In general, a screenshot constitutes a derivative work. As such, while the creator of the screenshot may indeed have a copyright claim on it, whoever owns the copyright to the underlying work also retains their copyright to the parts of it used in the screenshot, and the permission of both of these copyright holders (in this case, TechTalkz and Microsoft) is required for distributing the derivative work.
However, there are a couple of major exceptions to that. For example, using a screenshot of a computer program to illustrate an article about said program is likely to count as fair use, meaning that TechTalkz doesn't need to ask Microsoft for permission to use the screenshot. (Similarly, your use of TechTalkz's screenshot in your question above could also at least be argued to be fair use, since you're specifically quoting the screenshot to in order discuss it in a critical context.)
Also, at least under U.S. copyright law, mere "slavish copying" does not create a new copyright: a slavish copy is just a copy, not a derivative work. A commonly cited piece of case law on this is Bridgeman v. Corel, where the court ruled that digitized photographic reproductions of old paintings were not protected by copyright, since the photographs did not involve any original creativity (and since any copyright to the original paintings had long since expired). Some other countries do allow copyright to be based on "sweat of the brow", but even then, the effort needed to claim such copyright is almost certainly more than just pressing PrtScr.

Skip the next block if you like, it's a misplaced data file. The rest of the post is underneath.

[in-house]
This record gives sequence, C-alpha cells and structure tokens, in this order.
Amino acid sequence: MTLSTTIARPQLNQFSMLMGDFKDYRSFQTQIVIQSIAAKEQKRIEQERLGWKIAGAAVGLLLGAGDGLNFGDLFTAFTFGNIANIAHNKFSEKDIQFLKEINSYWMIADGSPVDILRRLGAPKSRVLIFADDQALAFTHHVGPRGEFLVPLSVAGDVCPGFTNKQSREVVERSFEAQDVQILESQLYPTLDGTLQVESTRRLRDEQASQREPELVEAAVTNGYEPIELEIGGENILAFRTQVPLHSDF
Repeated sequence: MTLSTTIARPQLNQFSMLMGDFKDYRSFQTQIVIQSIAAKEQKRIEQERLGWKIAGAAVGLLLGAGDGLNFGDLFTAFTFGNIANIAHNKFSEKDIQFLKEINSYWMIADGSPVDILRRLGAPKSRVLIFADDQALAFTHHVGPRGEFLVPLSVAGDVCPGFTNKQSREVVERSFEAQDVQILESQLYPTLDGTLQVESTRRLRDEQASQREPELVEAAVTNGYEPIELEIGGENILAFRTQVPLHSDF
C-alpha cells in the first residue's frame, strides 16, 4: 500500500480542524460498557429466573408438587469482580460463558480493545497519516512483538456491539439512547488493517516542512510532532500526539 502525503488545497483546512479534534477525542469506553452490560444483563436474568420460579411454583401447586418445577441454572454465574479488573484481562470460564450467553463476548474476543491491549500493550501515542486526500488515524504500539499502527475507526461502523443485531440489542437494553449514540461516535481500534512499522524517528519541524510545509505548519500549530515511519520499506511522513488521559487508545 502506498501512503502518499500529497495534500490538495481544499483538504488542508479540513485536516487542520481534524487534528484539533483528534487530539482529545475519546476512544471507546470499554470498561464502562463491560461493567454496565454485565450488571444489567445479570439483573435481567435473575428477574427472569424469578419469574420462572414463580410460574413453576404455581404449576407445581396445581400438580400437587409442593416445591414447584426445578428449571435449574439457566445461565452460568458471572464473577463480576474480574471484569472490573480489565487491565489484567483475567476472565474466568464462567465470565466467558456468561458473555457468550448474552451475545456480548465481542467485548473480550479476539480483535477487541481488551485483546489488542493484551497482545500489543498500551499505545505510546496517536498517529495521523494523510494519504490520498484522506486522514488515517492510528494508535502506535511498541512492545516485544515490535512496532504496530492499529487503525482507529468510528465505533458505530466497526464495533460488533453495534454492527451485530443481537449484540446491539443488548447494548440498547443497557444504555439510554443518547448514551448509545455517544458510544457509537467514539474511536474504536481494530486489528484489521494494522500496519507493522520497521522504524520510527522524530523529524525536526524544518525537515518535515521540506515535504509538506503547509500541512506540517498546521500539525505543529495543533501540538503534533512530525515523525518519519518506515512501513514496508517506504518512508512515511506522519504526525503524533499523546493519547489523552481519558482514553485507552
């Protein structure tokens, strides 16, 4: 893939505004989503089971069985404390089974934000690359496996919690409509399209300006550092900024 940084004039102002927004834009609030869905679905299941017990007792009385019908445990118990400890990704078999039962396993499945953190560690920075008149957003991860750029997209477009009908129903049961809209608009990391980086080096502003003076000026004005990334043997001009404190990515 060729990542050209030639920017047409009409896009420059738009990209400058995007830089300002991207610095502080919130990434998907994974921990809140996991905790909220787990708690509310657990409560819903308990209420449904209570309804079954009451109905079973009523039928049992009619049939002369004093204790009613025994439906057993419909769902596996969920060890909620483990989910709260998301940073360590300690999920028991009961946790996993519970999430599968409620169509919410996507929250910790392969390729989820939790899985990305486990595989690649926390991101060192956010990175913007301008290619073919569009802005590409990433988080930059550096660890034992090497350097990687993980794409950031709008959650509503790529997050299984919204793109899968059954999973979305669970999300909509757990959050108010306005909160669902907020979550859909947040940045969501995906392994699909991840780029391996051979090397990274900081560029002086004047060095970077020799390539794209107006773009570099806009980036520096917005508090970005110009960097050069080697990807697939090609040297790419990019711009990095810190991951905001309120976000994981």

That said, the screenshot you quoted does have at least one original feature not present in the program interface it's based on: the TechTalkz copyright notice. I rather doubt that merely slapping a copyright notice on an otherwise uncopyrightable work could be enough to make it eligible for copyright (given that the notice itself is surely too simple for copyright), but one has to admit that there would be a certain amount of irony if it did. In any case, though, simply editing out the copyright notice should be enough to circumvent any copyright claimed merely due to its presence.